Jake E. Lee
- Mickey Ratt/Ratt
- Rough Cutt
- Ozzy Osbourne
- Ann Lewis
- Wicked Alliance
- Red Dragon Cartel
Watch Jake E. Lee in Action at the bottom of this page!
Famous / Infamous for
Famous For: Replacing Randy Rhoads in Ozzy Osbourne's band. When Jake burst into prominence in 1983, he was the epitome of the cocky, metal guitar hero. And for that era, no one looked the part more, had bigger hair, or played the role better. Sure, Bernie Torme and Brad Gillis had filled in briefly after Rhoads' death, but Jake held the gig from 83-87. Jake is also famous for his amazing stage presence, and landing the Dio gig before Viv Campbell, but leaving it due to creative differences with Ronnie James Dio.
Infamous For: Wasted potential. His inactivity and reclusiveness have earned him the nickname Flakey Lee in some circles. Jake has become the Punxsutawney Phil of tribute albums. He pops his head out of his hole, plays on a track, then he sees his shadow and disappears for another year — or three. Jake is one of the guys who brought all those Japanese bandannas and crap to metal. And Jake's onetime roommate, Warren DeMartini, must have raided his closet!
Obvious: Personally, I hear a lot of Randy Rhoads' rhythmic ideas in the Ozzy material, but they're also in the Badlands material. Check out the rhythm part under the lead break in Dreams in the Dark. I also hear a lot of Jimmy Page-like licks and ideas in the Badlands material. I find these influences more obvious than those Jake has mentioned below.
Not-so-obvious: Jake lists his influences as Tommy Bolin (his highschool band was called Teaser), Uli Jon Roth, Ritchie Blackmore, Edward Van Halen, Jimi Hendrix, and Jeff Beck.
Jake was a true extrovert performer who demanded your attention. He had the best stage presence and most exhilarating stage moves of any of the players of his era. Women wanted him. Guys wanted to be him. Jake danced and gyrated all over the stage. Yet if you were waiting for him to screw up or miss a note, you could forget about it. The details and nuances of playing never suffered in the performance. His combination of control and consistency were uncanny. It was as if the Ozzy gig was too easy for him. If you didn't get to experience Jake first-hand back in the 80s, track down a copy of the old Bark at the Moon live concert video. It's all captured on film.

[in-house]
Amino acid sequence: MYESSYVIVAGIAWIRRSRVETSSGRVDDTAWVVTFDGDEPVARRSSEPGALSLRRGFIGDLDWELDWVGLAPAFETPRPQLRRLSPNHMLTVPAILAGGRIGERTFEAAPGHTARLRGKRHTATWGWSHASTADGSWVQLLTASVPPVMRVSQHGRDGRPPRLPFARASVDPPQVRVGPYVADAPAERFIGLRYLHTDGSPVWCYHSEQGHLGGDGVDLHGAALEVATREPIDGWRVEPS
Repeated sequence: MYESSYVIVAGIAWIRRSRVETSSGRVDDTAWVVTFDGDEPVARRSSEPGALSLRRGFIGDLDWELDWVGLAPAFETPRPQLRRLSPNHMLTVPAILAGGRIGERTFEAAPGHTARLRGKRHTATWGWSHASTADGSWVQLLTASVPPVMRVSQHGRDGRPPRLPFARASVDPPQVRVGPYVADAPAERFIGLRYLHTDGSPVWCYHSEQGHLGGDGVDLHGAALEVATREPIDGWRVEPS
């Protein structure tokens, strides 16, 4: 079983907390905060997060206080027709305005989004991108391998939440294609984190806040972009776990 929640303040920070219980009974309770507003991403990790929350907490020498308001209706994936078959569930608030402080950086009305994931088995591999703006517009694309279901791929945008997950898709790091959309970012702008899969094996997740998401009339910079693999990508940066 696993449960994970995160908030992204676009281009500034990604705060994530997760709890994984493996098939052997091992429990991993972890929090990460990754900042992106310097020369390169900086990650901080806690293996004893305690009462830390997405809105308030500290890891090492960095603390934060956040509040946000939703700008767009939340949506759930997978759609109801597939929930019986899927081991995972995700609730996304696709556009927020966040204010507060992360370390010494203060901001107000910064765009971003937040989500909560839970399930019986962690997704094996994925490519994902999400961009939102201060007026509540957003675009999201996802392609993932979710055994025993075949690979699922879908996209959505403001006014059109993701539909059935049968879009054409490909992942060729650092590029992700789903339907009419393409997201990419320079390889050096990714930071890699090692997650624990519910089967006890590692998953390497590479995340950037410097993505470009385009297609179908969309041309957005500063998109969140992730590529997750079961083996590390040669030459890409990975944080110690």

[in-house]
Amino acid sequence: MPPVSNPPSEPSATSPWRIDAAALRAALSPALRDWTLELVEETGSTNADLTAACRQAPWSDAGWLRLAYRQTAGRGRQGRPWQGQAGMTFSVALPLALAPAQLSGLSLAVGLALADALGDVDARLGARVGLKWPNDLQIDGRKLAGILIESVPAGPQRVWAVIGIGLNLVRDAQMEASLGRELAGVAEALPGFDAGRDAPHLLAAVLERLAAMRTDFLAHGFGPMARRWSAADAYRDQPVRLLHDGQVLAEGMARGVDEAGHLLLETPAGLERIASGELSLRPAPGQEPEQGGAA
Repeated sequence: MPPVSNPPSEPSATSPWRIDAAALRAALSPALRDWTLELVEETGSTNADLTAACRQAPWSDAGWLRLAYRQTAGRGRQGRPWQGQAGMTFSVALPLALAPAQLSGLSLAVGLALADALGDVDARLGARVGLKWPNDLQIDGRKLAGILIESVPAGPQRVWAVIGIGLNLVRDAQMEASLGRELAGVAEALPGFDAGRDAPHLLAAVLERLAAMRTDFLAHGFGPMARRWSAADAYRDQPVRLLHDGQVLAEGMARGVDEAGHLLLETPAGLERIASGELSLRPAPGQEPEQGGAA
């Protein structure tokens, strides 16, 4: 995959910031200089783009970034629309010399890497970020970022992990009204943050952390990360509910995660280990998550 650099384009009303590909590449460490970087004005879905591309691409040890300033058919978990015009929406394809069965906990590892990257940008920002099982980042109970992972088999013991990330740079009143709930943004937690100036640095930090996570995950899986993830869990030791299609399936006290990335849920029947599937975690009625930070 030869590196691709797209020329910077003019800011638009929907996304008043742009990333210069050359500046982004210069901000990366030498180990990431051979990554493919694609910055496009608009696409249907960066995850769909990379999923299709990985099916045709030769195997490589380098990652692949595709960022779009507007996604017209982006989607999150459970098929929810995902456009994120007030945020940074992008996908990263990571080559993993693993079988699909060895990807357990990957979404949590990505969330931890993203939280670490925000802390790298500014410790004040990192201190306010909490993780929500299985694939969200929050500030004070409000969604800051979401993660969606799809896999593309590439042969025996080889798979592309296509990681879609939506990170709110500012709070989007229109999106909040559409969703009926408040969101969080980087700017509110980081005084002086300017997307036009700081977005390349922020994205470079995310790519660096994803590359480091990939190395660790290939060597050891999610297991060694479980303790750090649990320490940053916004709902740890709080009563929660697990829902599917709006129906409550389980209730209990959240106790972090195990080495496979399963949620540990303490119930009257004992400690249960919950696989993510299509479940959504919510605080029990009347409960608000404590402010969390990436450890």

Attitude. Jake had the Dino attitude in spades. The defining I wanna tear your head off with my guitar attitude that came through in his songs and guitar style. Jake rarely lays back. Even in Badlands he's pretty much in-your-face most of the time.
Chops and taste. Jake has chops to burn and was one of the hottest players of the 80s, yet he's also an all-around great player and was always conscious of playing for the song.
Reclusiveness. Does anyone know where Jake E. Lee is? His fans don't know. The people who run his website don't know. Rumors have run rampant for years and have included everything from that he's a drug addict living out of a hotel, to that he's married to some rich woman and is a kept man. Regardless, it's beyond a bad joke now. For all of his talent, Jake's lack of productivity has become the defining theme of his career and legacy. He might want to consider changing his name back to Jakey Lou Williams.
In 2013, Jake finally returned with Red Dragon Cartel. Jake fans rejoiced! Seriously. Welcome back, Jake!
Songwriting. Suffice it to say he wasn't Randy Rhoads or even Zakk Wylde in the songwriting department with Ozzy. For discussion, let's focus on Badlands because it was Jake's primary writing vehicle, and because he was free to write what he wanted. Badlands featured a fantastic guitarist, a fantastic singer, and a great rhythm section, but for some reason, the songwriting was never quite equal to the sum of the parts. I know some people love Badlands, and that's fine. But something about them just doesn't connect with me. I never enjoyed Badlands as much as I thought I should have, given the talent of Lee and Gillen.
Each album has couple of real good songs, but the bulk of the material is less engaging at the song-level. Put on a Badlands album, and you'll probably notice the songs all kind of sound the same. They all have a similar tempo, and a similar feel. And after a while, enough is enough. Sometimes everything works well, as on High Wire and Dreams in the Dark. But often the arrangements are overly complicated for the heavy blues-rock genre. Consequently, the song hooks — not to mention any sense of groove — gets lost in the shuffle. Check out Love Don't Mean a Thing for an example of a song that weaves all over the road like a drunk driver. This isn't prog. Where's it going? Stay in the lane, Jake, so we can enjoy the ride.
Tone. Described in detail below. Tone is subjective, of course, but Jake's tone was usually too wet or too dry for my tastes.